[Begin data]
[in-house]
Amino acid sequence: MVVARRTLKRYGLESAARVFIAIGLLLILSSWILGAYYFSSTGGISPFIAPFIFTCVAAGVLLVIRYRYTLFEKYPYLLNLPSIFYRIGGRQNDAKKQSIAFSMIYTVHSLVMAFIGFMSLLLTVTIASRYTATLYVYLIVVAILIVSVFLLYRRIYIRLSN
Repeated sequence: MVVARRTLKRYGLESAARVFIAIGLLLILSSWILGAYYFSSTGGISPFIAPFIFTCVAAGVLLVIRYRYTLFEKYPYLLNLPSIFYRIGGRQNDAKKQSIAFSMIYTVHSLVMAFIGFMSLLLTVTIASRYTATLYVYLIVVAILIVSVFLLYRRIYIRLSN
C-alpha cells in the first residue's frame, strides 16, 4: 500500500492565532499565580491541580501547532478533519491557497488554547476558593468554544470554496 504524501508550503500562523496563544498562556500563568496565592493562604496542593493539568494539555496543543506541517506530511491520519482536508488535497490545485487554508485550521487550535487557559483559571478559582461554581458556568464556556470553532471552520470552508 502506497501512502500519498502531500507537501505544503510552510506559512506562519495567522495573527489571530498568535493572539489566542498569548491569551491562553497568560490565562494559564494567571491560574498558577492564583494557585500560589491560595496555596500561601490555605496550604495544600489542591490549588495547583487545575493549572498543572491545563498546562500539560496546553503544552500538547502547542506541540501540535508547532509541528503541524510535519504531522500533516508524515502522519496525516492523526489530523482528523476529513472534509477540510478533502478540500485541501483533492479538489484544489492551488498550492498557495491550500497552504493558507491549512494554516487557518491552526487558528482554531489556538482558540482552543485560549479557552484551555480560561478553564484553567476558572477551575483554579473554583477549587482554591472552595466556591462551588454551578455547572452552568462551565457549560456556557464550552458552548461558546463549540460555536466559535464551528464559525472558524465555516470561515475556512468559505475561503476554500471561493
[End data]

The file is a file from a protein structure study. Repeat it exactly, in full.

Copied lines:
[in-house]
Amino acid sequence: MVVARRTLKRYGLESAARVFIAIGLLLILSSWILGAYYFSSTGGISPFIAPFIFTCVAAGVLLVIRYRYTLFEKYPYLLNLPSIFYRIGGRQNDAKKQSIAFSMIYTVHSLVMAFIGFMSLLLTVTIASRYTATLYVYLIVVAILIVSVFLLYRRIYIRLSN
Repeated sequence: MVVARRTLKRYGLESAARVFIAIGLLLILSSWILGAYYFSSTGGISPFIAPFIFTCVAAGVLLVIRYRYTLFEKYPYLLNLPSIFYRIGGRQNDAKKQSIAFSMIYTVHSLVMAFIGFMSLLLTVTIASRYTATLYVYLIVVAILIVSVFLLYRRIYIRLSN
C-alpha cells in the first residue's frame, strides 16, 4: 500500500492565532499565580491541580501547532478533519491557497488554547476558593468554544470554496 504524501508550503500562523496563544498562556500563568496565592493562604496542593493539568494539555496543543506541517506530511491520519482536508488535497490545485487554508485550521487550535487557559483559571478559582461554581458556568464556556470553532471552520470552508 502506497501512502500519498502531500507537501505544503510552510506559512506562519495567522495573527489571530498568535493572539489566542498569548491569551491562553497568560490565562494559564494567571491560574498558577492564583494557585500560589491560595496555596500561601490555605496550604495544600489542591490549588495547583487545575493549572498543572491545563498546562500539560496546553503544552500538547502547542506541540501540535508547532509541528503541524510535519504531522500533516508524515502522519496525516492523526489530523482528523476529513472534509477540510478533502478540500485541501483533492479538489484544489492551488498550492498557495491550500497552504493558507491549512494554516487557518491552526487558528482554531489556538482558540482552543485560549479557552484551555480560561478553564484553567476558572477551575483554579473554583477549587482554591472552595466556591462551588454551578455547572452552568462551565457549560456556557464550552458552548461558546463549540460555536466559535464551528464559525472558524465555516470561515475556512468559505475561503476554500471561493